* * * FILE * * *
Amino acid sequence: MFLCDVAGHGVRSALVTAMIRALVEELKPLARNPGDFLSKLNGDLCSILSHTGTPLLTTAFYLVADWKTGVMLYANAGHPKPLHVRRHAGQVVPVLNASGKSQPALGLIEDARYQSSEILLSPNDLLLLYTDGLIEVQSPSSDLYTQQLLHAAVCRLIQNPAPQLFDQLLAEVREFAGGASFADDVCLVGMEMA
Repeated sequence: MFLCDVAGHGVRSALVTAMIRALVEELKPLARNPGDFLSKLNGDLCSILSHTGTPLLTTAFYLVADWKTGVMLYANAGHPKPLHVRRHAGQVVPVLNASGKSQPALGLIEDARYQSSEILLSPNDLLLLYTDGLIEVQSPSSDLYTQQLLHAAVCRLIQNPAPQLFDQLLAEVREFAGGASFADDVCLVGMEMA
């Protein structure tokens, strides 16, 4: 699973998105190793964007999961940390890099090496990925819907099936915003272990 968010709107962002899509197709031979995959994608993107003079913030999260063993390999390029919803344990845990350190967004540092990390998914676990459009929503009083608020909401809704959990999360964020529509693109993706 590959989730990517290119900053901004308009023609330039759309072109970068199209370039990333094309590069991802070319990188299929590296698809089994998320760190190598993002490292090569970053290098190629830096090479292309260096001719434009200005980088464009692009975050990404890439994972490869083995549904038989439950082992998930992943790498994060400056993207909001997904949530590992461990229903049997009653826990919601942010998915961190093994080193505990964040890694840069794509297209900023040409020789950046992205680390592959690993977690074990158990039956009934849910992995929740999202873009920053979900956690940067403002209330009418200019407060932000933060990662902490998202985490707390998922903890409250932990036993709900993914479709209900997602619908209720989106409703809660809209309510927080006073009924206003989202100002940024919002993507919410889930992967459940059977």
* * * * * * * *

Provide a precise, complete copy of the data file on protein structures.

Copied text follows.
Amino acid sequence: MFLCDVAGHGVRSALVTAMIRALVEELKPLARNPGDFLSKLNGDLCSILSHTGTPLLTTAFYLVADWKTGVMLYANAGHPKPLHVRRHAGQVVPVLNASGKSQPALGLIEDARYQSSEILLSPNDLLLLYTDGLIEVQSPSSDLYTQQLLHAAVCRLIQNPAPQLFDQLLAEVREFAGGASFADDVCLVGMEMA
Repeated sequence: MFLCDVAGHGVRSALVTAMIRALVEELKPLARNPGDFLSKLNGDLCSILSHTGTPLLTTAFYLVADWKTGVMLYANAGHPKPLHVRRHAGQVVPVLNASGKSQPALGLIEDARYQSSEILLSPNDLLLLYTDGLIEVQSPSSDLYTQQLLHAAVCRLIQNPAPQLFDQLLAEVREFAGGASFADDVCLVGMEMA
């Protein structure tokens, strides 16, 4: 699973998105190793964007999961940390890099090496990925819907099936915003272990 968010709107962002899509197709031979995959994608993107003079913030999260063993390999390029919803344990845990350190967004540092990390998914676990459009929503009083608020909401809704959990999360964020529509693109993706 590959989730990517290119900053901004308009023609330039759309072109970068199209370039990333094309590069991802070319990188299929590296698809089994998320760190190598993002490292090569970053290098190629830096090479292309260096001719434009200005980088464009692009975050990404890439994972490869083995549904038989439950082992998930992943790498994060400056993207909001997904949530590992461990229903049997009653826990919601942010998915961190093994080193505990964040890694840069794509297209900023040409020789950046992205680390592959690993977690074990158990039956009934849910992995929740999202873009920053979900956690940067403002209330009418200019407060932000933060990662902490998202985490707390998922903890409250932990036993709900993914479709209900997602619908209720989106409703809660809209309510927080006073009924206003989202100002940024919002993507919410889930992967459940059977």